Sunday, February 18, 2007

Seagulls

For Valentine's Day, The Boy and I took our annual romantic getaway to Williamsburg, VA. As usual, we had an awesome time and came back with 6 cases of wine - always one of the highlights of the trip. This year we even had dinner with George Washington which sounds hokey but was fascinating.

Anyways, that's not the point of this post.

The point is, on our way there, when we were near Richmond, VA, The Boy pointed out all the seagulls flying around a parking lot. And it hit me: seagulls!

See, my current WIP has something to do with the ocean. There may be scenes involving the ocean at some point, but I don't know yet.* On the drive down I was thinking about what it would be like for my protagonist to approach the ocean. What she would notice: the heaviness of the air, that smell of salt, sounds.

But it had never occurred to me about the seagulls. How well before she even got close to the ocean or anything having to do with the ocean that there would be seagulls flying around. That the seagulls would arrive on scene well before anything else: sounds, smells, etc. They would be a huge clue that the ocean was somewhere nearby (and I use the term nearby very loosely!) I just couldn't believe I'd forgotten about the seagulls!

The experience made me wonder what else I'm forgetting - what other details would complete the scenes I've already written?

As writers I know that we all struggle to incorporate all of the senses in our writing and that we all have our own "sense" weakness. I tend to forget to put in smells.** I have to constantly remind myself to deepen descriptions beyond just appearance with sounds, tastes, smells (I think I do ok with touch but I'm sure I could do better). Of course there's always a balance - no one wants a rundown of every sense with every new description; instead, we as writers have to pick and choose what is most important.

What do y'all have to remind yourself to describe? As readers, what stands out to you the most? Has anyone else forgotten something like the "seagulls"? How do you remember these sorts of details?
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*Yet another example of my seat-of-the-pants writing style. Seriously, when I re-read that sentence I have to laugh: I may have a scene with the ocean but don't know yet? Sigh...
**Sometimes one sense can be very important to a story. When I think of Scott Westerfeld's Uglies trilogy, I remember smells because it is a key plot aspect.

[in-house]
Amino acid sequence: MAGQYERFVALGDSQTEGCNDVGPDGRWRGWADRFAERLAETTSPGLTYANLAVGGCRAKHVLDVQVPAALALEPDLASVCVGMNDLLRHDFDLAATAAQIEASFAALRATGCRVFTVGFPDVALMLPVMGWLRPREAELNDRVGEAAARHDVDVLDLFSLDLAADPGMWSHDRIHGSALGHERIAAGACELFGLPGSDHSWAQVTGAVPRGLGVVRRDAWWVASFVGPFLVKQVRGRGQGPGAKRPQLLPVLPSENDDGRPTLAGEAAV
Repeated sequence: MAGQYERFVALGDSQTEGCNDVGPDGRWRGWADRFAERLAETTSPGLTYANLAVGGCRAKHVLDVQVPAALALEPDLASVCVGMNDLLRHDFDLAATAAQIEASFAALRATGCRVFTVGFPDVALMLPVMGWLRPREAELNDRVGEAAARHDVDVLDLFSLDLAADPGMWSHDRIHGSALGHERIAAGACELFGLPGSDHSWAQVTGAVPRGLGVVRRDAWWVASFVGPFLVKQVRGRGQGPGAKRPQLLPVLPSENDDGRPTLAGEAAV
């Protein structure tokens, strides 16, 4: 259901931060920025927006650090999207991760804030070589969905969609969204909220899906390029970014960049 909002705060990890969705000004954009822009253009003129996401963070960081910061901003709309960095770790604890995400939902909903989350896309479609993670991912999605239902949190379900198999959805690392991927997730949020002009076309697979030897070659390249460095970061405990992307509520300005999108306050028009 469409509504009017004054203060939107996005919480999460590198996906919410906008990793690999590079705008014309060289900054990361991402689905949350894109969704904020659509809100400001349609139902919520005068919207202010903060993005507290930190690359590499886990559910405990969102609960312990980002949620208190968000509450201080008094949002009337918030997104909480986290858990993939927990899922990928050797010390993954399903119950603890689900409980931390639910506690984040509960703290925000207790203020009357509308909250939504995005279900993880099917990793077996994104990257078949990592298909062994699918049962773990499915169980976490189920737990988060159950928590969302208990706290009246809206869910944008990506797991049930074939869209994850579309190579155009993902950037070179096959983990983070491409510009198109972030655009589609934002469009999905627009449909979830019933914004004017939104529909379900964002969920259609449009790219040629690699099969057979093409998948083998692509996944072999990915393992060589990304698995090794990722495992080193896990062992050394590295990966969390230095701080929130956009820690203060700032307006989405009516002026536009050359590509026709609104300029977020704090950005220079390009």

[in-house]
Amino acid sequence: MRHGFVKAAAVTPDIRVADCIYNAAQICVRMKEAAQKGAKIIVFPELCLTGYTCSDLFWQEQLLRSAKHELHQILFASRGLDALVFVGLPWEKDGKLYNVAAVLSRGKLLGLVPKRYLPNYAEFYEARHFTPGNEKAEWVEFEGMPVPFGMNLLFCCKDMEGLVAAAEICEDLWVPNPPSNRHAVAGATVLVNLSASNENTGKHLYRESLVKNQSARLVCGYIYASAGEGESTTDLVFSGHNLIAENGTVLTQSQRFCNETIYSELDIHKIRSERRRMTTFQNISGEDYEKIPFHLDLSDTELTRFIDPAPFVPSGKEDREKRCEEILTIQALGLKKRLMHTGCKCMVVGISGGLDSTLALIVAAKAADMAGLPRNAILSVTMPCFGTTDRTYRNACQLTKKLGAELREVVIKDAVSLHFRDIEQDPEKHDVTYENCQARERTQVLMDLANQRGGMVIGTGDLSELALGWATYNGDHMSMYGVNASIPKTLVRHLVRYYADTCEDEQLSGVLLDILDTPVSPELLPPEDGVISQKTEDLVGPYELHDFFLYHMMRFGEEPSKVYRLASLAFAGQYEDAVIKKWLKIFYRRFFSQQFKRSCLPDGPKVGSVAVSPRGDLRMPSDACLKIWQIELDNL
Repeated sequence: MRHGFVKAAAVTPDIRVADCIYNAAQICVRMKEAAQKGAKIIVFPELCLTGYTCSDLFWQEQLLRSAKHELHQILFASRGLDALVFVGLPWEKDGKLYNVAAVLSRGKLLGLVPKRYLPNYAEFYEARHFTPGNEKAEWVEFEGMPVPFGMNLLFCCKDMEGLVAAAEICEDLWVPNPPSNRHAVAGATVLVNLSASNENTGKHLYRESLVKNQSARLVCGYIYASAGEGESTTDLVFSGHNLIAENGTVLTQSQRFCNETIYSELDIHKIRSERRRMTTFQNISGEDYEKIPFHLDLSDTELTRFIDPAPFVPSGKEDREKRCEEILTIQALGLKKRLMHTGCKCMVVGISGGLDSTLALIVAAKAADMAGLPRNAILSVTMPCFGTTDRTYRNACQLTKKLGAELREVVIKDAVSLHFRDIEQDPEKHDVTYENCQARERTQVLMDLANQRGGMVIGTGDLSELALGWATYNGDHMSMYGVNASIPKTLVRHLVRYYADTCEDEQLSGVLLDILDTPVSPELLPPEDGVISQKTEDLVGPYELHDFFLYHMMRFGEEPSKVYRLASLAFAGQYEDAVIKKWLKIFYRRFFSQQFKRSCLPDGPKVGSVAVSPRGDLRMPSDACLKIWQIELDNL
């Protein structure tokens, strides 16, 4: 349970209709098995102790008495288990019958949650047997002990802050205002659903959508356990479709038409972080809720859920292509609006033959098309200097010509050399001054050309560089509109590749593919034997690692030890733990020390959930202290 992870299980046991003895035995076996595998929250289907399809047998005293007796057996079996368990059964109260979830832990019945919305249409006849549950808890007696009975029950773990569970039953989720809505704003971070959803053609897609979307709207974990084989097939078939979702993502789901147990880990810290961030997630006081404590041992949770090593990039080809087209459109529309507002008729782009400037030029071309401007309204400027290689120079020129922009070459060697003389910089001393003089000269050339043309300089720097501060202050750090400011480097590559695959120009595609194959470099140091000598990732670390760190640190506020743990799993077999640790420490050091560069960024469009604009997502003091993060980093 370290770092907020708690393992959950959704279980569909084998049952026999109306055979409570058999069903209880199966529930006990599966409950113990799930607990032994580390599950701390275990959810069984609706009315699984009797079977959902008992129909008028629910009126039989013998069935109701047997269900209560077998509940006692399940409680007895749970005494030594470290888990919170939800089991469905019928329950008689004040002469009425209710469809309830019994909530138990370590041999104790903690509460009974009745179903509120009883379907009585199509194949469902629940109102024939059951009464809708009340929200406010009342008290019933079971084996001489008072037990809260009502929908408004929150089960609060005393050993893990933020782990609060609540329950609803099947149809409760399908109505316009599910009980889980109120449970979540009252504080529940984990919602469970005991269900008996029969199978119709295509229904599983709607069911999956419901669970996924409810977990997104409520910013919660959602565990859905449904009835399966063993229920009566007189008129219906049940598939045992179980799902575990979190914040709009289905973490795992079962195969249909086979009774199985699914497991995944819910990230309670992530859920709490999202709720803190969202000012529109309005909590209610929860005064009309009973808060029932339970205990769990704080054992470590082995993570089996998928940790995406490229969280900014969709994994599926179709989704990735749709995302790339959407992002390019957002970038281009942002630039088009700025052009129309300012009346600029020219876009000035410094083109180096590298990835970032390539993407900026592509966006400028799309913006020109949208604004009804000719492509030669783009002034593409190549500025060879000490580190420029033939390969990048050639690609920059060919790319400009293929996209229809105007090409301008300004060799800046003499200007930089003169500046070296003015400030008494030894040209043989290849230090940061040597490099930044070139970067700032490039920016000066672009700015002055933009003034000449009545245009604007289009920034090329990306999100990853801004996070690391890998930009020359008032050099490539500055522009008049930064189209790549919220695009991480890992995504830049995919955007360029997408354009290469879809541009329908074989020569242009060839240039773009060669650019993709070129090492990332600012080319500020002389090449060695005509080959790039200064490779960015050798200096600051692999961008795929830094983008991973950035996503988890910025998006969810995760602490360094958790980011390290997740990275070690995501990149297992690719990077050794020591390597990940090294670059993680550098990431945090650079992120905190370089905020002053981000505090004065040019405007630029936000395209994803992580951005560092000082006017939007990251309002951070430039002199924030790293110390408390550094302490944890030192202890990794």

6 comments:

Diana Peterfreund said...

How very RETURN OF THE KING. Remember when Legolas sees the white gulls of the coast and hears the call of the sea and knows he can never again be happy in the woods?

I like it!

Miri said...

*Yet another example of my seat-of-the-pants writing style. Seriously, when I re-read that sentence I have to laugh: I may have a scene with the ocean but don't know yet? Sigh...

Console yourself in this: I have a character who might be the villain, but I don't know yet. :)

Sensory details are one of the most important, overlooked things in literature today, as far as I'm concerned. (Then again, that might be an unfortunate side-effect of reading primarily YA. Does adult lit do that kind of thing better? -makes a mental note to read The Boleyn Inheritance as soon as possible-)

Power to the seagulls, in all their squawking goodness.

Miri said...

By the way, tag, you're it. :)

Miri

ERiCA said...

What do y'all have to remind yourself to describe?

Er, ALL the senses, actually. My first drafts look more like screen plays than anything else. My CPs say, "Well, this was sure snappy dialogue and all, but where the hell are they?" and I'm like, "Oh. Is that important?"

::sigh::

Just today, a CP returned a scene that actually wasn't for critiquing, just a here's-where-I-am thing, and she made a note like, "Funny! And I'm sure you know you need some setting and stage directions so I won't mention that." (She DID mention it, didn't she? The sly dog) And of course, I totally *didn't* know it was absent because I can never tell during the first draft. So I'm glad she slyly slipped that crit in there.

Way to go with remembering 4 out of 5! =)

Patrick said...

He rubbed his hand across the early evening gristle on his chin. He leaned back in his ergonomical office chair until it reached the comfortable point where is softly squeaked.
Use all five senses every 250 words he thought. How am I ever going to do that?
He took a pull on his now cold coffe-mate flavored coffee and reached out to his keyboard once more. Clicking the timer, he began to type.
thirty minutes or 500 words, whichever comes second
The backlit monitor splashed light across his softly tanned face as the keys clicked and sounds crashed onto the page, tastes dripped from the corners, sites appeared before him, the creature's slimy hands reached out to grab his mind.

Wait, can you use eating to evoke both smell and taste?

Unsure of himself, he checked his pits to see how well his new deodorant held up through a long day of typing.

Not well he thought.

Carrie said...

Patrick - you cracked me up!

Erica and Miri - I think that's what first drafts are for. Figuring it out, getting the story down. At least, that's what I use them for!